November 17, 2019
Police Brutality News

Arrow injures police officer during protest at Hong Kong …

Arrow injures police officer during protest at Hong Kong …

Nov. 17 (UPI) — A police officer was injured by an arrow during a protest on a university campus in Hong Kong on Sunday — the latest in a series of demonstrations in the Chinese city since June.

The unidentified media liaison was conscious and hospitalized for treatment after the attack at Polytechnic University, according to police. The arrow his leg from the back with the tip of the arrow jutting from under the skin, media members reported nearby.

Also a anti-riot police officer whose visor was hit by a small metal ball was unjured, police said.

Police labeled the group as “rioters,” which carries a heavy prison sentence if convicted.

The campus is in the city’s Hung Hom district, just across Victoria Harbor from Hong Kong Island and close to major roads, including a cross harbor tunnel. Also near the Chinese People’s Liberation Army base.

Protests lasted from the morning until the evening, including disrupting the city’s public transportation by blocking the roads.

Near the university on a flyover at the toll booths at the Cross-Harbour Tunnel, a police armored vehicle caught fire from gas bombs thrown by protesters, local broadcaster TVB reported. The fire was put out by police tear gas fired to disperse the protesters.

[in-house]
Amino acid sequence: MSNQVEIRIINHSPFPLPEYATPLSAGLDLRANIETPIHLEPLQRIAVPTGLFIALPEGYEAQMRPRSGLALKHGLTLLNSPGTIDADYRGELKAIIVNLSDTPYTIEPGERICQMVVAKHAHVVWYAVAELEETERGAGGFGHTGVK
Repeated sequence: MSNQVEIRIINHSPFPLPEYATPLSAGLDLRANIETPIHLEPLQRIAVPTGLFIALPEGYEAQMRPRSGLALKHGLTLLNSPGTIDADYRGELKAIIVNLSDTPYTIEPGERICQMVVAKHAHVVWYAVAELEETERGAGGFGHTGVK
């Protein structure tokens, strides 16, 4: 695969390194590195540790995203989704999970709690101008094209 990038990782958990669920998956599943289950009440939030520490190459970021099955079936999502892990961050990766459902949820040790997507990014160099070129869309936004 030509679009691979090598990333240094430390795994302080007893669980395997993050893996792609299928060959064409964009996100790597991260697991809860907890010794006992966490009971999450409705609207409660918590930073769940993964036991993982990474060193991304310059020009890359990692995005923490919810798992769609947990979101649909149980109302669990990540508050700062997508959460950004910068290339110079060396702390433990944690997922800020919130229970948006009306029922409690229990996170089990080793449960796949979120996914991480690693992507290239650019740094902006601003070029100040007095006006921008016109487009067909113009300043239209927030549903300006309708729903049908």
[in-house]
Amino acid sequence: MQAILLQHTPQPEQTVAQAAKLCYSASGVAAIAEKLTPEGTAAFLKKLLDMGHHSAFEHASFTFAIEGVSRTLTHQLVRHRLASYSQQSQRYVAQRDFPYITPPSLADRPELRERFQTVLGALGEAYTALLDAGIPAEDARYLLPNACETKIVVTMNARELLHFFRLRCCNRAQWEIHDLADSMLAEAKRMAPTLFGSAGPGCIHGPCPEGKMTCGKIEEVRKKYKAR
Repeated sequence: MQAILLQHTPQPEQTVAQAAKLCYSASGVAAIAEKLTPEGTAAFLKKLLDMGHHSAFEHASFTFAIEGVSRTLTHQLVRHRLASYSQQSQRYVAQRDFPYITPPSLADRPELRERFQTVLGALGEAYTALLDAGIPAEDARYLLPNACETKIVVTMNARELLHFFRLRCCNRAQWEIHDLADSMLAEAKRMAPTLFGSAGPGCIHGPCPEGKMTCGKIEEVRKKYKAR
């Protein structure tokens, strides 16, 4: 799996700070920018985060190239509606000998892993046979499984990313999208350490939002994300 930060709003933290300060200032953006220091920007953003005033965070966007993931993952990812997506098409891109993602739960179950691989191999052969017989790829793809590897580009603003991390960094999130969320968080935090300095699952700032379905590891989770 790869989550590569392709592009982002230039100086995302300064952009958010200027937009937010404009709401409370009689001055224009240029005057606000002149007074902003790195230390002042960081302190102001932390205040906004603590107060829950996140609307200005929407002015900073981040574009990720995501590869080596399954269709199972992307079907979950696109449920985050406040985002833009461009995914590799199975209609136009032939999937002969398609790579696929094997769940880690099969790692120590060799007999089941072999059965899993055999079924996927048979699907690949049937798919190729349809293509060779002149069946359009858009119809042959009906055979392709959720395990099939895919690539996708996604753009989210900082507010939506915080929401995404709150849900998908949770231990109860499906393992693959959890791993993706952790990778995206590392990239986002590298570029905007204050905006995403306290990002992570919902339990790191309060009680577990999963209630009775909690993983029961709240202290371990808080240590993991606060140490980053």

From balconies, protesters used catapults to launch bricks and other hard objects at police lines from the university’s balconies.

“Such attacks pose a grave threat to the safety of police officers, reporters and first aiders at the scene,” said police in a statement, accusing protesters of firing petrol bombs and metal balls at their lines.

Police attempted to disperse the group with tear gas and water canons.

“They showed total disregard for the safety of everyone at scene,” police said.

PolyU urged students, staff and alumni to evacuate the campus, public broadcaster RTHK reported. The university said dangerous chemicals were missing from its laboratories.

The Hong Kong Professional Teachers’ Union and the university’s Staff Association said they were “very worried” about the safety of students and bystanders.

“We call on both sides to exercise restraint and avoid the use of deadly weapons. The current stalemate is caused by a series of government decision-making mistakes and should be resolved responsibly,” the statement said.

Protesters originally took to the streets in marches against a controversial China extradition bill, which would have sent offenders to the mainland. Although the government suspended pursuit of the bill, the movement’s focus now includes complaints of police brutality and wider calls for democracy.

“If we don’t come out, no one will come out and protect our freedoms. Polytechnic University is my home,” A 23-year-old protester and Polytechnic University alumni told CNN Sunday.

The city’s Education Bureau announced that classes at all schools will remain suspended on Monday. Since Thursday, classes at kindergartens, primary and secondary schools as well as special schools have been suspended for their safety,

In addition, the Social Welfare Department advised people not to take their children to child care and after-school care programs Monday. Also people are advised not to go to elderly and rehabilitation centers.

Published at Sun, 17 Nov 2019 06:17:00 +0000

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